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Development and application of a density dependent matrix population model for Atlantic killifish (Fundulus heteroclitus)
Miller, D., B. Clark, AND D. Nacci. Development and application of a density dependent matrix population model for Atlantic killifish (Fundulus heteroclitus). SETAC North America, Orlando, FL, November 06 - 10, 2016.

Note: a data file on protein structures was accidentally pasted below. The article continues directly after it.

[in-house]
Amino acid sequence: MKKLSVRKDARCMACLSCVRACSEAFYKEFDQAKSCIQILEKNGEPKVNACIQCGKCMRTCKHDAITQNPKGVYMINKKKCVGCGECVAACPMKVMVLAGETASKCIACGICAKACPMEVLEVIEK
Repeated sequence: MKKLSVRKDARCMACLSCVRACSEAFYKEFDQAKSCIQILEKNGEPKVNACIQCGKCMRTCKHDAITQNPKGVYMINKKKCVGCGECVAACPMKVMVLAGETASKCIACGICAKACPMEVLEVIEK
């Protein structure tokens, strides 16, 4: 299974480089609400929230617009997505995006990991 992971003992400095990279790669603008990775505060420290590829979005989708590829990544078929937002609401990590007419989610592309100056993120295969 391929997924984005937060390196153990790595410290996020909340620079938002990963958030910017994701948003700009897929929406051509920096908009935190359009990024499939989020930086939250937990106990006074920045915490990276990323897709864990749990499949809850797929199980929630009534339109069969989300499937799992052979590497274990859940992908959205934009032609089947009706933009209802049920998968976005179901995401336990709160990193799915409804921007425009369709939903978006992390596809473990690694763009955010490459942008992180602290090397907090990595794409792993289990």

Ranging along the Atlantic coast from US Florida to the Maritime Provinces of Canada, the Atlantic killifish (Fundulus heteroclitus) is an important and well-studied model organism for understanding the effects of pollutants and other stressors in estuarine and marine ecosystems. Matrix population models are useful tools for ecological risk assessment because they integrate effects across the life cycle, provide a linkage between endpoints observed in the individual and ecological risk to the population as a whole, and project outcomes for many generations in the future. We developed a density dependent matrix population model for Atlantic killifish by modifying a model developed for fathead minnow (Pimephales promelas) that has proved to be extremely useful, e.g. to incorporate data from laboratory studies and project effects of endocrine disrupting chemicals. We developed a size-structured model (as opposed to one that is based upon developmental stages or age class structure) so that we could readily incorporate output from a Dynamic Energy Budget (DEB) model, currently under development. Due to a lack of sufficient data to accurately define killifish responses to density dependence, we tested a number of scenarios realistic for other fish species in order to demonstrate the outcome of including this ecologically important factor. We applied the model using published data for killifish exposed to dioxin-like compounds, and compared our results to those using a previously published stage-based density-independent killifish matrix model. By considering how models can accommodate variation in life histories and account for ecological factors such as density dependence, we can more easily develop other fish species-specific matrix models to characterize population status and predict more realistically the ecological impacts of stressors.